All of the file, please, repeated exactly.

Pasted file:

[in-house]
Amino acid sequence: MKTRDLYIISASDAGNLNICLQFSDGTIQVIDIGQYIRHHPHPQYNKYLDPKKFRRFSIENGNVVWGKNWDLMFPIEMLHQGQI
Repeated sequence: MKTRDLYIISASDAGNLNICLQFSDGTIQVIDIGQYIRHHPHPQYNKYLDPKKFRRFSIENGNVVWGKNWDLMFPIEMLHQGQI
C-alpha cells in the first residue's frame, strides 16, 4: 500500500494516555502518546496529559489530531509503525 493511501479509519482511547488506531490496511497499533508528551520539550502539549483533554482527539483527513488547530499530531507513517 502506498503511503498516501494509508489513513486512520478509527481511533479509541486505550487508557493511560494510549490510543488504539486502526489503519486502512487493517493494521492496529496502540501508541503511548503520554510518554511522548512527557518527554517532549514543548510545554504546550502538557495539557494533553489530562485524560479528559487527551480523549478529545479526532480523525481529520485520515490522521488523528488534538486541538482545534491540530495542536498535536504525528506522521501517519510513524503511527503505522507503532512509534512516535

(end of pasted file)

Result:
[in-house]
Amino acid sequence: MKTRDLYIISASDAGNLNICLQFSDGTIQVIDIGQYIRHHPHPQYNKYLDPKKFRRFSIENGNVVWGKNWDLMFPIEMLHQGQI
Repeated sequence: MKTRDLYIISASDAGNLNICLQFSDGTIQVIDIGQYIRHHPHPQYNKYLDPKKFRRFSIENGNVVWGKNWDLMFPIEMLHQGQI
C-alpha cells in the first residue's frame, strides 16, 4: 500500500494516555502518546496529559489530531509503525 493511501479509519482511547488506531490496511497499533508528551520539550502539549483533554482527539483527513488547530499530531507513517 502506498503511503498516501494509508489513513486512520478509527481511533479509541486505550487508557493511560494510549490510543488504539486502526489503519486502512487493517493494521492496529496502540501508541503511548503520554510518554511522548512527557518527554517532549514543548510545554504546550502538557495539557494533553489530562485524560479528559487527551480523549478529545479526532480523525481529520485520515490522521488523528488534538486541538482545534491540530495542536498535536504525528506522521501517519510513524503511527503505522507503532512509534512516535